Wednesday, 18 August 2010

VARIOUS ARTISTS: Top Of The Pops Volume 20



(#101: 27 November 1971, 1 week)

Track listing: Mamy Blue/Butterfly/The Night They Drove Old Dixie Down/Another Time Another Place/Sultana/The Witch Queen Of New Orleans/Maggie May/Tweedle Dee Tweedle Dum/I’m Leavin’/Spanish Harlem/Keep On Dancing/Simple Game

If society wants songs to sing, does it matter if they happen to be as dark as the cover of this record? There are other volumes of Top Of The Pops whose covers bear a black background but this one seems to me by far the darkest, and also the most sinister, a solemn twin to the lime green gaiety of Volume 18. And yet the sleevenote strives to be as sparkly as ever, with its references to “pocketful of smash topliners” (is the record intended to be a comforting drug?) and its exhortation to “rocket yourself to your digs, and settle down for a trip to the Stars through this Superb Hallmark disc” – those conjoined “digs,” the gutter aiming at the stars. A means of escape from a world not worth inhabiting.

This is not the most cheerful group of twelve songs encountered on these collections, but then Top Of The Pops, like its namesake programme or anything else, could only be a mirror to its time; examining the hits of November 1971, the tendency did seem to be for doomy, downbeat songs. Did the times justify so bleak an outlook, or, much as is the case these days, was Britain still incapable of hauling itself out of the wreckage of the Second World War? The present Government’s live-by-your-means blitzkrieg policy is little more than a continuation of the sixty-year-old make-do-and-mend mantra, or mindset; even in times when logically and rationally we do not need to make do and mend, the mentality has not left us, or been evacuated from us. And although the make-do-and-mend mentality is as inescapable as ever throughout this volume, there is, along with the gloomy outlook, a sense of late pregnancy, the slowly clearing knowledge that new light is about to shine and wipe out the darkness. Although only two of these songs explicitly concern themselves with war, the overall mood is one of bunkering down in the air raid shelter or on the swiftly-converted tube platform, lighting careful matches and singing songs, to ourselves as much as anyone.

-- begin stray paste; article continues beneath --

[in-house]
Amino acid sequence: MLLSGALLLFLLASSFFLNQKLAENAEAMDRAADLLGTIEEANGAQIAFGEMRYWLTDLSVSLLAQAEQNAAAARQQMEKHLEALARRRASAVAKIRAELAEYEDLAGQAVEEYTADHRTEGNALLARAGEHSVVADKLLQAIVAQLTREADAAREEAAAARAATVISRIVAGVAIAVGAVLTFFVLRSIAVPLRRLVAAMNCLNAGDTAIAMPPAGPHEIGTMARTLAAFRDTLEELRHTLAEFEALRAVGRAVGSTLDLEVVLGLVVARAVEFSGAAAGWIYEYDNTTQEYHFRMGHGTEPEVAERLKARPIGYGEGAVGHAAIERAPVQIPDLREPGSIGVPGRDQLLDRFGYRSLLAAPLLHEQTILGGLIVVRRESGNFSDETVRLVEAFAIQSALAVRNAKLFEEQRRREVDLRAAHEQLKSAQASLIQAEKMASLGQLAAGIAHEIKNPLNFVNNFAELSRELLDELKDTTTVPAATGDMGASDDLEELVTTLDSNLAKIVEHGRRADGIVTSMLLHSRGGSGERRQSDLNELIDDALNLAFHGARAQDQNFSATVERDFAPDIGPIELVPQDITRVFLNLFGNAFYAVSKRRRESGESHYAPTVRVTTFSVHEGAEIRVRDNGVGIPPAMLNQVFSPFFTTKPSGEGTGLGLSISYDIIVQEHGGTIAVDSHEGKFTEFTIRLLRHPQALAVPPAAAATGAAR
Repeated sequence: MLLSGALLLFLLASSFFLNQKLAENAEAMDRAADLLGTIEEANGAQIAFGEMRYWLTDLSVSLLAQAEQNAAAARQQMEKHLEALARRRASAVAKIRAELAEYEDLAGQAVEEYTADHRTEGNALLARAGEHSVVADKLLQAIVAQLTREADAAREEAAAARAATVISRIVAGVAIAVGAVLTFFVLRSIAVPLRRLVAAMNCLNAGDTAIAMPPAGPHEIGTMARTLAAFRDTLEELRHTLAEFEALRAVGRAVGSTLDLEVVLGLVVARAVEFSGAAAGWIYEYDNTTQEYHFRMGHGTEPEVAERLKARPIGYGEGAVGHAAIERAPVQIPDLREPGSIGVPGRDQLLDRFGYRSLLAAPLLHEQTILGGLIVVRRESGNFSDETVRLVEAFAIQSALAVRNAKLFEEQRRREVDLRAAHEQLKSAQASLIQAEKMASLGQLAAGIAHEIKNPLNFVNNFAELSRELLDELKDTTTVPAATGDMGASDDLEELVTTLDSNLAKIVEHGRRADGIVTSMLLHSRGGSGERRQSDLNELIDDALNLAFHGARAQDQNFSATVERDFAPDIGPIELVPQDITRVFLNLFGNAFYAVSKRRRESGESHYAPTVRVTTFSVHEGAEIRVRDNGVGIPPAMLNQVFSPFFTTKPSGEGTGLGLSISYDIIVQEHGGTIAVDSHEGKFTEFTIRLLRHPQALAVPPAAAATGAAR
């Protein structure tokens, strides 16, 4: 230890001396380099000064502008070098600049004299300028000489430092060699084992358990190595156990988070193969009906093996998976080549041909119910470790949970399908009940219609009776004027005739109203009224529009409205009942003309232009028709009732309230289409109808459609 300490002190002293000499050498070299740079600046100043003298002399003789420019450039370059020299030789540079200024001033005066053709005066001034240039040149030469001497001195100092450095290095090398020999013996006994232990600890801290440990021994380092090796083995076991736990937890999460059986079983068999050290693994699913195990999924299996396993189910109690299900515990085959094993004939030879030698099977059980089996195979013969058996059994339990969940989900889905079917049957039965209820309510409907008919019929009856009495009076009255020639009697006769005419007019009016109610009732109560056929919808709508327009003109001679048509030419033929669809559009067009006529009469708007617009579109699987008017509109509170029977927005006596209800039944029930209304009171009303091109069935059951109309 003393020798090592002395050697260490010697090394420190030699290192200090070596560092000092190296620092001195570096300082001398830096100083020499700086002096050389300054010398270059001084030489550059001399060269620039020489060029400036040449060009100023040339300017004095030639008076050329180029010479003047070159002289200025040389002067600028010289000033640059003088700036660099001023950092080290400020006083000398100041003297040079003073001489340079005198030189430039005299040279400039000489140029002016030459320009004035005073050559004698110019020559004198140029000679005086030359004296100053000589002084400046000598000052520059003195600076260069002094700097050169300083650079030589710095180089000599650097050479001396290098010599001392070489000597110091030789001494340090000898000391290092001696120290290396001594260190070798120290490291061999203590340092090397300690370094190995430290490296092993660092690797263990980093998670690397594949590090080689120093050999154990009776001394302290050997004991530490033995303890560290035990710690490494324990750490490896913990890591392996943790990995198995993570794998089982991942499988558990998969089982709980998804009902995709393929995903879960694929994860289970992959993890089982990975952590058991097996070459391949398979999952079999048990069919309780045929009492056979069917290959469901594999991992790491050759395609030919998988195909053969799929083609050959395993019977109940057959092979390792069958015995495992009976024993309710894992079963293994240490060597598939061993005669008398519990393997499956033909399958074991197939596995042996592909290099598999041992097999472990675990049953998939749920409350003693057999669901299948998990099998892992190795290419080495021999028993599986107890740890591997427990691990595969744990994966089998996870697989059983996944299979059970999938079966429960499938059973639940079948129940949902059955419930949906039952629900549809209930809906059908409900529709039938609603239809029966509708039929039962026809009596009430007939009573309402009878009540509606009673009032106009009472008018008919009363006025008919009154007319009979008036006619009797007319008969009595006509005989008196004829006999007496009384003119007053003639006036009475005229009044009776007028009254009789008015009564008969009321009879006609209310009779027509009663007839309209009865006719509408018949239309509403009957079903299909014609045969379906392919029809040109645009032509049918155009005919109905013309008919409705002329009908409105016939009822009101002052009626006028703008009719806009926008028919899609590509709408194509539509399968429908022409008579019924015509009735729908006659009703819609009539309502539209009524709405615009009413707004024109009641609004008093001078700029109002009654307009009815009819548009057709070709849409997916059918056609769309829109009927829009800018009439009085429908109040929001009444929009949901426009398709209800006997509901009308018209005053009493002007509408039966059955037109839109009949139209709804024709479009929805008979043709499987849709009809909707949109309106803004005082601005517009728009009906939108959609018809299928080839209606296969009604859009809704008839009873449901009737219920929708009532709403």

“Mamy Blue” is the gloomiest opening to any of these recent entries that I can recall; essentially a piece of slick Euroschlock, a Continental hit (written by a Frenchman, Hubert Giraud) for Madrid soft rock group Los Pop Tops (although a Roger Whittaker cover version managed to cancel both records out commercially in the UK), distant choirs echo around the turbulent mind of the errant son, who has come back home after far too long to discover that no one, least of all his mother, is there. “I’m lost – how will I survive?” ponders the wretched singer before his lamentations turn into grainy howls, as the choir, and eventually sonorous tympani, overwhelm him. It’s the grimmest of any early seventies homecomings; at least with the Stanley Brothers’ “Rank Strangers,” there are other people who try to reassure the too late returnee, but there is no one to be felt or touched in “Mamy Blue”; merely impalpable ghosts.

The calm apocalypse-preparing French singalong mode continues with Danyl Gerard’s “Butterfly” which the singer here disastrously attempts to sing in a cod-French accent, as wavering as the pitch and accompanying percussion. A Boy Scout guitar encourages the waving of hands, but the Last Post bugle which materialises at song’s end (along with some perfunctory whistling) appears to underline the high possibility that we are all going down together as we go; it might have been sung by the passengers of one of the Titanic lifeboats.